Project at a Glance
Project Status: complete
Title: Industrial surface coatings-wood furniture and fixtures emission inventory development.
Principal Investigator / Author(s): Anex, Lund, Chang
Contractor: UC Davis
Contract Number: 93-343
Research Program Area: Emissions Monitoring & Control
Topic Areas: Stationary Sources
For estimation purposes, the broad range of coatings used in coating wood furniture must be divided into subcategories. In any statistical estimation procedure, dividing a sample into smaller groups can increase the accuracy of the estimate by reducing the "averaging" effect of lumping disparate items together. However, too much of this division process can also decrease accuracy because it necessarily reduces the number of samples within each subcategory and can thereby increase the statistical variance. Thus subcategories should be chosen to minimize estimation error by balancing the error causing impacts of aggregation and disaggregation of coating categories. This study has involved three formal survey processes. Formulations of wood furniture and fixture coatings have been evaluated through a survey of coating manufacturers, and furniture manufacturing practice and coating use data have been gathered through two mail surveys of coating applicators. These surveys were complemented by extensive telephone conversations with those in the industry, site visits to industrial facilities, and discussions with local air quality management personnel. The number of survey responses to all surveys was surprisingly low (11.4% of questioned applicable firms). Applicators that responded to the use surveys indicated that they felt burdened by local regulation and reporting requirements and thus were often unwilling to answer what they saw as another governmental request for data. Manufacturers of furniture generally feel regulation imposes costs on them in terms of both purchase of required coatings and application equipment and in time spent responding to reporting requirements and frequent changes in regulation. The lower than expected response rate to repeated survey efforts has resulted in emission estimates that are based on limited data and higher than anticipated levels of estimate uncertainty. However, the resulting emission estimates are sufficiently accurate to be useful and reveal interesting emission patterns and trends. These statistical impressions appear to be confirmed by conversations with those in the industry.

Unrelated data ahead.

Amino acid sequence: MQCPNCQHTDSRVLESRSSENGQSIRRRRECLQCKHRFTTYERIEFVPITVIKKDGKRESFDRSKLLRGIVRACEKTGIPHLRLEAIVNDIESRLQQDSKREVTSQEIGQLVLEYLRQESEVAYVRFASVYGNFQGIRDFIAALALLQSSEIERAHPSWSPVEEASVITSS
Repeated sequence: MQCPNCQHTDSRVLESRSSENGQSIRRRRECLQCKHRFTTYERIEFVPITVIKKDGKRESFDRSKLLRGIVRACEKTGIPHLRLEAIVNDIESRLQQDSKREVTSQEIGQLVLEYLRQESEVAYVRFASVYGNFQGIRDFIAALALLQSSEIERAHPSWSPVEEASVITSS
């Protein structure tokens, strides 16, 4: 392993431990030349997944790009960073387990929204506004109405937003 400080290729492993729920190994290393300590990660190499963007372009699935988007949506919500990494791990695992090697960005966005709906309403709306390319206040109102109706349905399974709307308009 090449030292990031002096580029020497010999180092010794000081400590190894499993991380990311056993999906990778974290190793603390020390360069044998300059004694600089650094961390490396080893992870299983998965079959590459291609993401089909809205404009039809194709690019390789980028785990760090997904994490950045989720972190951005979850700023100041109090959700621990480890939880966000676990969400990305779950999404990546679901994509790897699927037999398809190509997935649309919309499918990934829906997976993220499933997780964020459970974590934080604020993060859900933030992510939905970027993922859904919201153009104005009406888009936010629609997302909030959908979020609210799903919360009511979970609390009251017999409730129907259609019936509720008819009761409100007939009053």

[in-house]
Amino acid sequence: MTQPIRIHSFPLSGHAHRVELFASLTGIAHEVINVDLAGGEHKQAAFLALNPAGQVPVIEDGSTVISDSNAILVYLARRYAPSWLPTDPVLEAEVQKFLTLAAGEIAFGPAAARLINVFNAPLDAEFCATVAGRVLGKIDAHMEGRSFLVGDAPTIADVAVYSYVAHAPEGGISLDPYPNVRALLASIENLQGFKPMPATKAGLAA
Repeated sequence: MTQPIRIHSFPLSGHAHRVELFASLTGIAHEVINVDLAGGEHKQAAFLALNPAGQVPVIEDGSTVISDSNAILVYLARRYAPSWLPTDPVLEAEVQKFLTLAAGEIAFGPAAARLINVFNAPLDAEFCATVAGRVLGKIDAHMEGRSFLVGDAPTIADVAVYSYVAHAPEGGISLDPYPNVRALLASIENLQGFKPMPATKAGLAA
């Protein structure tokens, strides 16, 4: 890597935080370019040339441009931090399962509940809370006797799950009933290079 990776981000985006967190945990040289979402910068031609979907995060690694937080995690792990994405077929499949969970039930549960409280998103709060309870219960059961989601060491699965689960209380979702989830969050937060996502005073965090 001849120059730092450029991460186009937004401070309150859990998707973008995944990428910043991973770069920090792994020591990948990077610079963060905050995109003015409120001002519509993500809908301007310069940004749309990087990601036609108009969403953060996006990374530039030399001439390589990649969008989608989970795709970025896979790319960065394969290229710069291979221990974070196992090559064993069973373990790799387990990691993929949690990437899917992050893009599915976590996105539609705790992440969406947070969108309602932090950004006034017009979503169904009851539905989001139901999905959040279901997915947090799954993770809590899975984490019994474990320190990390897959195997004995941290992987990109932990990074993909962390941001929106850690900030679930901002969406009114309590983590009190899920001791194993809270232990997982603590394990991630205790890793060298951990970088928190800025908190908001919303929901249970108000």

Estimates of VOC emissions from the industrial coating of wood furniture and fixtures are tabulated in several ways in this report to facilitate different uses of the data. Emission estimates computed from the "bottom-up" approach described above are presented grouped by county, air district, and air basin, as well as by coating category and firm category. These appear in Tables 8-2, 8-3, and 8-5. Statewide, 1993 VOC emissions have an estimated mean of 8,330,000 lbs/year, and a 90% chance of falling between 7,791,000 and 9,907,000 lbs/year. Additional emission estimates are made using a "top-down" approach based on coating production. These appear, by county and air basin, in Chapter 9. Comparison of the results of the "bottom-up" and "top-down" estimates (Table 9-2) indicate that the bottom-up estimates are reasonable, though about a third smaller statewide. County estimates are re-produced and summarized in Table ES-1. Estimate uncertainty is large, particularly regarding the small number of large firms. Each estimation method has its own biases and it is difficult to conclude which method yields more accurate estimates. However, the independent estimates typically support each other, providing some confidence that actual emissions lie somewhere in the neighborhood of these estimates.
For questions regarding research reports, contact: Heather Choi at (916) 322-3893
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